Air Traffic Controller Job Posting
Let’s look at a job description posted by the United States National Guard. This job announcement is looking for a person to perform the following responsibilities:
The primary purpose of this position is to provide tower, radar, and non-radar air traffic control (ATC) services to military and civilian aircraft operating under Instrument Flight Rules (IFR), Special Visual Flight Rules (SVFR), or Visual Flight Rules (VFR). Provides terminal ATC services to aircraft operating from primary and/or secondary airports within delegated airspace. Manages and directs controller actions and functions in Tower and Radar facilities as the primary watch supervisor and/or senior controller.
- Performs air traffic control duties in the control tower and radar facility. Directs movement of aircraft in flight and on the ground by utilizing pilot and controller reports, visual observation, and/or tower and radar facility radar displays, or a combination of methods and in close coordination with other controllers.
- Provides assistance to both experienced professional and inexperienced student pilots within the airspace and ensures expeditious traffic flows are maintained.
- Operates, trains, and provides preventative maintenance on a host of automated communications and display hardware and software systems that are integral and vital to the operation of the air traffic control facility.
- Provides direction to all controllers in the safe, orderly and expeditious flow of air and ground aircraft and vehicle traffic.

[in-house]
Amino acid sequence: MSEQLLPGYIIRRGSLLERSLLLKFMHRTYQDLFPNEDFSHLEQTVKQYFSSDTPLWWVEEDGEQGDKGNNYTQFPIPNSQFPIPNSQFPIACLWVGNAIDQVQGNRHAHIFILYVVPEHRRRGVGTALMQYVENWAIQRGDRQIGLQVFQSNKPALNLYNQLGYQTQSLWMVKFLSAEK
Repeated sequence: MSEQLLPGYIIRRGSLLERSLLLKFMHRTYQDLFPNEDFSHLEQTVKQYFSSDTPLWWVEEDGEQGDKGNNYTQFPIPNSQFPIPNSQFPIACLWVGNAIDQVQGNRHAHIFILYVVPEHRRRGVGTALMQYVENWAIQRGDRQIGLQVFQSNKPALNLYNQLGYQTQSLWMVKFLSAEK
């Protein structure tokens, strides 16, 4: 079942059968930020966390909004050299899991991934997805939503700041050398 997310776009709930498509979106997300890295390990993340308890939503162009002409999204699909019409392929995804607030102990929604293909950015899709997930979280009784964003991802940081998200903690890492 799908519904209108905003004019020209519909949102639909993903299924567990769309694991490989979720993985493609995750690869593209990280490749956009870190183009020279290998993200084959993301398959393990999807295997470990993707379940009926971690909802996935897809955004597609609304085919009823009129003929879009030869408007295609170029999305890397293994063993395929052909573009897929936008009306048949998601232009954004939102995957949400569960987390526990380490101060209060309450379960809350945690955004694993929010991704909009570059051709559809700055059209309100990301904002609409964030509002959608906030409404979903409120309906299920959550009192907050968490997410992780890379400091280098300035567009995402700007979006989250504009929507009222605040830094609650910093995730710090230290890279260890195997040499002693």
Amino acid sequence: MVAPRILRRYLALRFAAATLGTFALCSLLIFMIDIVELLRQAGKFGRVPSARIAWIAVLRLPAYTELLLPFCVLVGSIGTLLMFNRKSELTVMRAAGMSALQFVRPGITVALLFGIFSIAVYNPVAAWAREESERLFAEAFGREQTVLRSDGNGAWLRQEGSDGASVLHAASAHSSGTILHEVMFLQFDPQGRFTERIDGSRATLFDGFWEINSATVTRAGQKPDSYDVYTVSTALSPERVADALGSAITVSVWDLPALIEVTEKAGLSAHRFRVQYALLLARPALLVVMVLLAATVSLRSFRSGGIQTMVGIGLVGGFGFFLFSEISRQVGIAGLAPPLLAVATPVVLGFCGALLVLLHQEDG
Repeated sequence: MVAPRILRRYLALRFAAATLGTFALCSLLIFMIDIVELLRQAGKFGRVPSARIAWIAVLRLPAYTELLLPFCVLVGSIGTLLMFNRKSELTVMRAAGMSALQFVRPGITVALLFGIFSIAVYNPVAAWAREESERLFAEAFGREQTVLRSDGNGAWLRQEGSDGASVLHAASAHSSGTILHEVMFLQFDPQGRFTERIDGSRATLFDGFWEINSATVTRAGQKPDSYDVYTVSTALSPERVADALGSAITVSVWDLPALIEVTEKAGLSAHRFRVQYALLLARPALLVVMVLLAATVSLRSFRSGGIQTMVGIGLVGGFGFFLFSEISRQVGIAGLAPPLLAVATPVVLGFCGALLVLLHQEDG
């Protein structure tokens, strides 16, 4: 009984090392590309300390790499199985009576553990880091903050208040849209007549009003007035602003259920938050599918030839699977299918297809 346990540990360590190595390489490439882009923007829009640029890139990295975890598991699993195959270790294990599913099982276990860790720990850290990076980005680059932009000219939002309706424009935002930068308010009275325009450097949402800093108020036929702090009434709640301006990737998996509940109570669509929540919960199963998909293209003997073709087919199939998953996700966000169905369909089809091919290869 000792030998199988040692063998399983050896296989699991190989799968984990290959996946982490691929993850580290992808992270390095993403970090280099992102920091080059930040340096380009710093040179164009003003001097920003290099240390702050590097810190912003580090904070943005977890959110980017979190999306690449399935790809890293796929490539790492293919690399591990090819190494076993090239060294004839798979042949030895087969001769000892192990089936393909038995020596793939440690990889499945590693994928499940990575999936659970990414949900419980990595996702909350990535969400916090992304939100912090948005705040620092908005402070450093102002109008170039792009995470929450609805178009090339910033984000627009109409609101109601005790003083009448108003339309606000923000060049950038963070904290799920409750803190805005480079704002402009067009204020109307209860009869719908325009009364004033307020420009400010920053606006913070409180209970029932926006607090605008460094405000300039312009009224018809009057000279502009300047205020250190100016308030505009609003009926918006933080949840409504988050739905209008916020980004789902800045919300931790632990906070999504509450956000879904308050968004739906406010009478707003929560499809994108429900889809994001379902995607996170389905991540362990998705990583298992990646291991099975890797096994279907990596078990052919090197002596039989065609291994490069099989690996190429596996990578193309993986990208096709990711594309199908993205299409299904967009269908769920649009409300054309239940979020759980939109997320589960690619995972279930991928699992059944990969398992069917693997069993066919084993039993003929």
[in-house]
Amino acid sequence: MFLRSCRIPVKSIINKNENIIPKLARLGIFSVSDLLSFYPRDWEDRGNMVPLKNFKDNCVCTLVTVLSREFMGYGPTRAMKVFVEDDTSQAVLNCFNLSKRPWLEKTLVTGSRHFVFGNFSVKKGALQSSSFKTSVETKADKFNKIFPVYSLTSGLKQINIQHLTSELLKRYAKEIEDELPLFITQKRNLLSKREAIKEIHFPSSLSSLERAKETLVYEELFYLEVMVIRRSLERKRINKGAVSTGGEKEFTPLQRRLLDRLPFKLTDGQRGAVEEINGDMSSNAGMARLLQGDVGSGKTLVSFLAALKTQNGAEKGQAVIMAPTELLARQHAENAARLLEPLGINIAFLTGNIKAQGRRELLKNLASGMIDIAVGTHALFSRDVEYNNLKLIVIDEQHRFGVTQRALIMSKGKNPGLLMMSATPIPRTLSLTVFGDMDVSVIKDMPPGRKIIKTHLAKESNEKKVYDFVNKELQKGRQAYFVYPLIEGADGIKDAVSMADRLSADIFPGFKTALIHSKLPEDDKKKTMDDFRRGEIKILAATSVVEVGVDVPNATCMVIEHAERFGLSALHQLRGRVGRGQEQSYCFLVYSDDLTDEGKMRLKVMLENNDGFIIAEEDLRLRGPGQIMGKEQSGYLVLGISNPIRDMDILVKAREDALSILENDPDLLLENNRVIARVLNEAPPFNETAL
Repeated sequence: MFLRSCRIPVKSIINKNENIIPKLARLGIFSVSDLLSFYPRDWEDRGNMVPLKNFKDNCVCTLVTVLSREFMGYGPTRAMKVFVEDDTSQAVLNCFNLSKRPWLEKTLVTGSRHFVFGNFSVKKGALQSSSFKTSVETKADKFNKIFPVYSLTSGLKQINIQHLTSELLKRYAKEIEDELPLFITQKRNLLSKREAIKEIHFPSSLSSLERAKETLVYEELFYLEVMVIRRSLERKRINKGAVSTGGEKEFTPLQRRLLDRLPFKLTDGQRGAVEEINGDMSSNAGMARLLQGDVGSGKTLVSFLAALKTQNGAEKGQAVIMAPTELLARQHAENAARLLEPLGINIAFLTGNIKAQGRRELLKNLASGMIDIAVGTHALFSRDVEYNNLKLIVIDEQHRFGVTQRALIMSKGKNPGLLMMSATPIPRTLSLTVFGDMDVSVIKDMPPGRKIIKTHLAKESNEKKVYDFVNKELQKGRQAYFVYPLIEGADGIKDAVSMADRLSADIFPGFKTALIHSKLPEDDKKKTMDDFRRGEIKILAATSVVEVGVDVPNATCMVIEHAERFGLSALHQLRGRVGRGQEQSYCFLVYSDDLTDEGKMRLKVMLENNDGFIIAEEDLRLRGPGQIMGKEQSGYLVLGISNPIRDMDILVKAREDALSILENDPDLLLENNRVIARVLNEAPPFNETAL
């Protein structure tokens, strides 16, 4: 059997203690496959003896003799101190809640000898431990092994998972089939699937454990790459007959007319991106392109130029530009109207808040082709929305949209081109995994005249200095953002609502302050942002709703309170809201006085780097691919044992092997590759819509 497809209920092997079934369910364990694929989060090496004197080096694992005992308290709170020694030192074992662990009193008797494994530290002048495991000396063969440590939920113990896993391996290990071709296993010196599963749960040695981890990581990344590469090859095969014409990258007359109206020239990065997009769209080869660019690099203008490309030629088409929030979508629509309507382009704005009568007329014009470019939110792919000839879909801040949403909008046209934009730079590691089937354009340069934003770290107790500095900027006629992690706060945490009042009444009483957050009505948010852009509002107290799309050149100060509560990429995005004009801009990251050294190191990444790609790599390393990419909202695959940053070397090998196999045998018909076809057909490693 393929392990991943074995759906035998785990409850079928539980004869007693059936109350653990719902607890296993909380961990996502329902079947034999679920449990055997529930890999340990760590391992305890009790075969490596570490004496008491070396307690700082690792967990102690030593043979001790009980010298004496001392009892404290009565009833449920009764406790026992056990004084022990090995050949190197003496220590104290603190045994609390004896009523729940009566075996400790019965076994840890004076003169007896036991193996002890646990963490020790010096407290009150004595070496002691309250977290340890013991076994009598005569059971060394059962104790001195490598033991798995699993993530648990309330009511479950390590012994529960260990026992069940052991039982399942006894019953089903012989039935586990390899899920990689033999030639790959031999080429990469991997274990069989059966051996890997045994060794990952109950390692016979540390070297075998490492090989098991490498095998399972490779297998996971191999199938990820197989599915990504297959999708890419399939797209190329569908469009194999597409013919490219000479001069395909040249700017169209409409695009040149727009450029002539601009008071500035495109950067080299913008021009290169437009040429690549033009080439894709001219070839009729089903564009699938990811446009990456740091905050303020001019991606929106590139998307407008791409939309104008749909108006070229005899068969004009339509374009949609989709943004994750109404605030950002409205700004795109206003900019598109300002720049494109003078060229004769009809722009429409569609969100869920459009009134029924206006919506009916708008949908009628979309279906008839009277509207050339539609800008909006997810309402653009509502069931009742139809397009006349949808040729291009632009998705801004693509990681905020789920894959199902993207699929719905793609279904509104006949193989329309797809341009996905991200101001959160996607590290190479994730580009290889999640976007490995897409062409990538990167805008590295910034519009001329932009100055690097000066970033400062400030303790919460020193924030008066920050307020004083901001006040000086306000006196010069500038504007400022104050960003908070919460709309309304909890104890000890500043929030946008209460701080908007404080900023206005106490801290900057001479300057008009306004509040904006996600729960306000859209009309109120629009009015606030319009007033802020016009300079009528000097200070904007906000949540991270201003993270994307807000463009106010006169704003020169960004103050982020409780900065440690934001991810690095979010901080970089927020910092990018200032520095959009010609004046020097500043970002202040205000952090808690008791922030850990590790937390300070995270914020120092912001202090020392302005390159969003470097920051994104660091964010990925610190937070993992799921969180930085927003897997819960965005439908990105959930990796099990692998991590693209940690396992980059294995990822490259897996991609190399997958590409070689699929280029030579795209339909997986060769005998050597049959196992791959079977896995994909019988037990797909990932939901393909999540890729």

- Conducts and directs aircraft mishap and hazardous air traffic systems reporting.
This position was posted to run 07/09/2019 until 08/06/2019 with a salary range of $69,947 to $90,936 per year on USAjobs.gov (link opens in a new tab). USAjobs.gov is an official website of the United States government and part of the U.S. Office of Personnel Management.
Free Student and Teacher Resources
For teachers, the National Air Traffic Controllers Association (NATCA) has put together free classroom materials including a fun math activity for grades 5-9. Visit the natca.org website’s kids corner page (link opens in a new tab).
Air Traffic Controller Career Video Transcript
Watching blips on radar screens can make it seem like playing a video game, but each number on screen represents an aircraft and the safety of flights depends on the careful, decisive guidance of air traffic controllers. These professionals typically work in the airport control tower to direct the flow of planes and passengers, whether on the ground, taking off, or coming in for a landing.
Safety is their main priority but air traffic controllers also try to minimize delays. Each controller is part of a nationwide system, responding to weather, mechanical difficulties, and all the small things that can cause big problems for pre-arranged flights. They must follow procedures to the letter, adapt to new circumstances continuously, and communicate clearly.
Most air traffic controllers in the United States are trained at the Federal Aviation Administration Academy. Trainees must start training before age 31, have U.S. citizenship, and pass several evaluations including an assessment of their ability to cope with mental stress over long hours. An aviation background is a plus. With the unusual characteristic of mandatory retirement at age 56, and typically excellent pay and benefits, this can be an attractive career that demands concentrated focus. Like the intricate cogs of a Swiss watch, air traffic controllers are part of an elegant choreography that makes air travel safe and speedy.